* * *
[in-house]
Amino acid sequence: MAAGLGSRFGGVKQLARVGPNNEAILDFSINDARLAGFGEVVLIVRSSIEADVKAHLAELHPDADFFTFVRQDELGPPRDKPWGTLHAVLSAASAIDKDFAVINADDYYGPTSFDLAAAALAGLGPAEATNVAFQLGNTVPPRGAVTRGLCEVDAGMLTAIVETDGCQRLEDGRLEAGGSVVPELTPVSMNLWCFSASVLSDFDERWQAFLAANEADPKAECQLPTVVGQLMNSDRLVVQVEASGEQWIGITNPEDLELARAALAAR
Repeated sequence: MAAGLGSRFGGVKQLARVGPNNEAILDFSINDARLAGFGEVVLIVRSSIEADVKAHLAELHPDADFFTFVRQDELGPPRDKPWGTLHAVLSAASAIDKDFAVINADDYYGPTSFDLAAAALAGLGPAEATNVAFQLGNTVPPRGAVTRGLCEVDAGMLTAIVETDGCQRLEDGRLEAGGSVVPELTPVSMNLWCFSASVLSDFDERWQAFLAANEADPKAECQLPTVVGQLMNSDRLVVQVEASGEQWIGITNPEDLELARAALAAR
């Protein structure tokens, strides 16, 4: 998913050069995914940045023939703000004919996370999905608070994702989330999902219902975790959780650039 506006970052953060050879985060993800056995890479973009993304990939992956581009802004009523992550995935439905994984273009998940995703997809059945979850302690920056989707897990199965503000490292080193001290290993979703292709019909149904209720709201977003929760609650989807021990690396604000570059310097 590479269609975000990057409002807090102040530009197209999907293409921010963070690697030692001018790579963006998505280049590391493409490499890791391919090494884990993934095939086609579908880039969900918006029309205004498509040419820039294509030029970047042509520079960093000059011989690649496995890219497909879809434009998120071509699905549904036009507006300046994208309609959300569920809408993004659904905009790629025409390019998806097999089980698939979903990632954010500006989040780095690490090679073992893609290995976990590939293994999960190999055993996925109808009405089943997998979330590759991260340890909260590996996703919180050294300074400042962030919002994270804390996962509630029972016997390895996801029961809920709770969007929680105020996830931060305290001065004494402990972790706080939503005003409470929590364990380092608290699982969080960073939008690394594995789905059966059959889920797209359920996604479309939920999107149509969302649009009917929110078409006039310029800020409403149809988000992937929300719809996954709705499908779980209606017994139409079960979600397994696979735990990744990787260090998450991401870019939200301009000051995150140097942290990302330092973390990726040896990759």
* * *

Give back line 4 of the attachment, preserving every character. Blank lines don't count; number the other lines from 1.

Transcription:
């Protein structure tokens, strides 16, 4: 998913050069995914940045023939703000004919996370999905608070994702989330999902219902975790959780650039 506006970052953060050879985060993800056995890479973009993304990939992956581009802004009523992550995935439905994984273009998940995703997809059945979850302690920056989707897990199965503000490292080193001290290993979703292709019909149904209720709201977003929760609650989807021990690396604000570059310097 590479269609975000990057409002807090102040530009197209999907293409921010963070690697030692001018790579963006998505280049590391493409490499890791391919090494884990993934095939086609579908880039969900918006029309205004498509040419820039294509030029970047042509520079960093000059011989690649496995890219497909879809434009998120071509699905549904036009507006300046994208309609959300569920809408993004659904905009790629025409390019998806097999089980698939979903990632954010500006989040780095690490090679073992893609290995976990590939293994999960190999055993996925109808009405089943997998979330590759991260340890909260590996996703919180050294300074400042962030919002994270804390996962509630029972016997390895996801029961809920709770969007929680105020996830931060305290001065004494402990972790706080939503005003409470929590364990380092608290699982969080960073939008690394594995789905059966059959889920797209359920996604479309939920999107149509969302649009009917929110078409006039310029800020409403149809988000992937929300719809996954709705499908779980209606017994139409079960979600397994696979735990990744990787260090998450991401870019939200301009000051995150140097942290990302330092973390990726040896990759």